Introduction: A Bit of OpenStack History

The origin

OpenStack was created during the first months of 2010. Rackspace wanted to rewrite the infrastructure code running its Cloud servers offering, and considered open sourcing the existing Cloud files code. At the same time, Anso Labs (contracting for NASA) had published beta code for Nova, a Python-based “cloud computing fabric controller”.

Both efforts converged and formed the base for OpenStack. The first Design Summit was held in Austin, TX on July 13-14, 2010, and the project was officially announced at OSCON in Portland, OR, on July 21st, 2010.

The mission

The OpenStack mission is “to produce a ubiquitous Open Source Cloud Computing platform that is easy to use, simple to implement, interoperable between deployments, works well at all scales, and meets the needs of users and operators of both public and private clouds”.

It was updated in February of 2016 to include interoperability and better serving end users.

The original mission was “to produce the ubiquitous Open Source Cloud Computing platform that will meet the needs of public and private clouds regardless of size, by being simple to implement and massively scalable”. It originally appeared on the wiki on May 24th, 2010.

The Four Opens

The best short definition of “the OpenStack Way” is the four opens as defined in the governance document approved by the Technical Committee:

These were further refined in a set of guiding principles that apply to all OpenStack projects:

In the following chapters, we’ll further elaborate on those basic principles and explain more precisely what they mean for OpenStack project teams.

A quick history of OpenStack governance

Original governance

The original project governance defined three main bodies: the Advisory Board, the Architecture Board and Technical Committees for each sub-project.

This was quickly replaced early 2011 by the Project Oversight Committee, which consisted of a mix of elected and Rackspace-appointed members. PTLs were appointed by Rackspace too.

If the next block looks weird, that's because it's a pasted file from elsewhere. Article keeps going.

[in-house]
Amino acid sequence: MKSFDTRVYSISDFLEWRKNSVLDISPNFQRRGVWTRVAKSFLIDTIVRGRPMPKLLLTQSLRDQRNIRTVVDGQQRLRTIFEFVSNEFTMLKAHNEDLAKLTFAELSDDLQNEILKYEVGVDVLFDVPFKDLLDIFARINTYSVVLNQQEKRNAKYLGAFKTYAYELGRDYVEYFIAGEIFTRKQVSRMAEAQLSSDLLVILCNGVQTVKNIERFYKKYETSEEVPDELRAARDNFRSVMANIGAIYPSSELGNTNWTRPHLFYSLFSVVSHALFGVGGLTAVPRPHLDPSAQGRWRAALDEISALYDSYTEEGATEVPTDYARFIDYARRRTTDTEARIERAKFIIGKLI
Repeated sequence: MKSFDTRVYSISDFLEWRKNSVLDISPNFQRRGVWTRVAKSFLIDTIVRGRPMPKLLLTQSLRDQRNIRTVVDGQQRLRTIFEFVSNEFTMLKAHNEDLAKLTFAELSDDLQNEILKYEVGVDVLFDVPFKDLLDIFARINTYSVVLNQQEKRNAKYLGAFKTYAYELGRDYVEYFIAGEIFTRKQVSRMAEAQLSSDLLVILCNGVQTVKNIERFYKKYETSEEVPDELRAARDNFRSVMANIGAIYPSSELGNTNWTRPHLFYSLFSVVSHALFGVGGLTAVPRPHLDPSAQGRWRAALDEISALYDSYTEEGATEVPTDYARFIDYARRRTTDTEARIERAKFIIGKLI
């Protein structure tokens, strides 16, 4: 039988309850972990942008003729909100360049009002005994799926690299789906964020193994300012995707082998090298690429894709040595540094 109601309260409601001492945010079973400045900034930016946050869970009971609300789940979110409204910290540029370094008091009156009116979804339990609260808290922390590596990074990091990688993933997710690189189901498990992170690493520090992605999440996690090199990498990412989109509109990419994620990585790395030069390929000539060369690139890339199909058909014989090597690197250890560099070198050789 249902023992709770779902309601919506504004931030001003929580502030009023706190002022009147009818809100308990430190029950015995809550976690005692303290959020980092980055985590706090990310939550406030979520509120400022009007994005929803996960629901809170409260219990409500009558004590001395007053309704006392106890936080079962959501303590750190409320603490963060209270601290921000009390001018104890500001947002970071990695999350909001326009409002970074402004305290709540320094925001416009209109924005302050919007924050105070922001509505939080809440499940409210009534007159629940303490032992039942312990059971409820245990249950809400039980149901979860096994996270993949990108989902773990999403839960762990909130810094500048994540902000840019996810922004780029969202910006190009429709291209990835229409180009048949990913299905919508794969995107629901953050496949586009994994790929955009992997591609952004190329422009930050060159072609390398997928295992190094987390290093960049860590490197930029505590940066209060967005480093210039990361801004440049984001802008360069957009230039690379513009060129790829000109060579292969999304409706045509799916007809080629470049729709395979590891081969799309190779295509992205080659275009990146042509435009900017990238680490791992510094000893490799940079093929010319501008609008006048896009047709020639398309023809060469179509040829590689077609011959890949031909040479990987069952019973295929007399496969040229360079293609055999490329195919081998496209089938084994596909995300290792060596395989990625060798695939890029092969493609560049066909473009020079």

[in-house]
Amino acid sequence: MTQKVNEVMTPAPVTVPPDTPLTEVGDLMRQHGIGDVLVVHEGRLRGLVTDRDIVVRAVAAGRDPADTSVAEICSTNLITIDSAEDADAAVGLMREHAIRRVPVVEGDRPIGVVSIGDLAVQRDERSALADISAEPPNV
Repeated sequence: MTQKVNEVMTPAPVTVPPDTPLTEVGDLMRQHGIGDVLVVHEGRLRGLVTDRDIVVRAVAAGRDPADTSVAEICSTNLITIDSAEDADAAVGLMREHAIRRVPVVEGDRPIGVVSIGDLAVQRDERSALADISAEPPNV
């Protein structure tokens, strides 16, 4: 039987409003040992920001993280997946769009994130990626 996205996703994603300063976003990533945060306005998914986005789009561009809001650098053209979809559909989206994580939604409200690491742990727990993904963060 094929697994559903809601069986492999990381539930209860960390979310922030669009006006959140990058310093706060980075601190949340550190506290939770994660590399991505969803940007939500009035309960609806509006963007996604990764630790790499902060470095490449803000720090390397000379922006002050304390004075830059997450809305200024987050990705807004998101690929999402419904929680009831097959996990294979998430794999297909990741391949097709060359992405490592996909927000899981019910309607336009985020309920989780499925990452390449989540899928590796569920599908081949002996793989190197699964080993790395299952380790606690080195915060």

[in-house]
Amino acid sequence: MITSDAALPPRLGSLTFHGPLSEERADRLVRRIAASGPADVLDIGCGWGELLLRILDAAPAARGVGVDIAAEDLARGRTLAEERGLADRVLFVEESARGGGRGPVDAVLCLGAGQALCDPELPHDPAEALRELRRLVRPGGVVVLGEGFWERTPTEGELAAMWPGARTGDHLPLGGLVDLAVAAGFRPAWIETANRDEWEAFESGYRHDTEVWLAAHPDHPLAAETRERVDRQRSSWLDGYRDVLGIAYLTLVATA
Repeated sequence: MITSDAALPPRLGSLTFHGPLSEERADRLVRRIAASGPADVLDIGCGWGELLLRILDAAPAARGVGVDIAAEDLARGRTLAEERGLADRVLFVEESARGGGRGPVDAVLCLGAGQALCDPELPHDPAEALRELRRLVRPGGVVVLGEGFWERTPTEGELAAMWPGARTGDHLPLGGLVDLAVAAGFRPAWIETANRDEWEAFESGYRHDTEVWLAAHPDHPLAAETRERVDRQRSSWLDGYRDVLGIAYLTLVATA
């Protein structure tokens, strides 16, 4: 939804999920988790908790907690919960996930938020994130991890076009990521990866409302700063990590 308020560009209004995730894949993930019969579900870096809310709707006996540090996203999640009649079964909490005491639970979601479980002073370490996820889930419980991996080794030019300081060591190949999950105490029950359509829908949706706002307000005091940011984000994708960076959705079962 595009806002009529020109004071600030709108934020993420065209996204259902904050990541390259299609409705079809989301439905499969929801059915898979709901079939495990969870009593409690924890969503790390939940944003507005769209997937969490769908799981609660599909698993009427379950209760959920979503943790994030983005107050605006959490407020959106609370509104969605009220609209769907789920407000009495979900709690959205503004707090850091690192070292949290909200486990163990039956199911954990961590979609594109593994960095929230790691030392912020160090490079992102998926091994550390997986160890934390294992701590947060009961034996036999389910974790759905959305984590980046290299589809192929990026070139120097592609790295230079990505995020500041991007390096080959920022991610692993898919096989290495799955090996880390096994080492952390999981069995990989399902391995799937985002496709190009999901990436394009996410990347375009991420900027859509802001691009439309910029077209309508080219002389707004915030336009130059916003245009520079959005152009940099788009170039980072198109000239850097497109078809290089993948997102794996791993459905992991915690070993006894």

The governance model was once again tweaked in March 2011. The Project Oversight Committee was renamed to Project Policy Board (still a mix of appointed and elected members), and PTLs were elected by the contributors to their project for the first time.

The OpenStack Foundation

In September 2012, the OpenStack Foundation was launched as an independent body providing shared resources to protect, empower, and promote OpenStack software and the community around it.

The responsibilities of the Project Policy Board were split between two bodies:

  • The Foundation Board of Directors, which defines the objectives of the OpenStack Foundation, controls how the Foundation budget is spent, and has authority on the OpenStack trademark

  • The Technical Committee, which manages the technical matters and has authority over the open source upstream OpenStack Project

The Foundation bylaws also established a third body, the User Committee, to more accurately reflect the views and needs of the users of OpenStack. Since June, 2020 User Committee has been merged into the Technical Committee and is not a separate body anymore.

The Technical Committee was originally formed by all the PTLs + five members directly elected by all the contributors. In June 2013, to accommodate the growth in the number of project teams and PTLs, the Technical Committee decided to switch to 13 directly-elected members instead. Half of those are renewed every 6 months.

The Project structure reform (a.k.a. the ‘big tent’)

One of the prerogatives of The Technical Committee (and its predecessors) is to define what is “an OpenStack project” from an upstream, open source project perspective. OpenStack started with two projects, but as their functionality was refactored and as our community grew, new projects were added.

Requirements for new projects evolved over time. End of 2012 we introduced the concept of incubation, to be able to grow new projects for inclusion in “OpenStack”. However, requirements based on maturity created a catch-22, as projects had trouble attracting enough contributors until they were recognized as official. Concerns around the size of the “integrated release” also resulted in artificially excluding a lot of people from the OpenStack community.

In December 2014, the Technical Committee introduced a Project structure reform (dubbed the ‘big tent’) that moved to a community-centric definition of ‘OpenStack’. Its premise was that teams that follow the OpenStack principles, use our development model and have a scope compatible with the OpenStack mission should not be excluded from the OpenStack community. They can apply to become official OpenStack project teams: if approved they are placing themselves under the OpenStack governance rules, and their deliverables are considered OpenStack projects.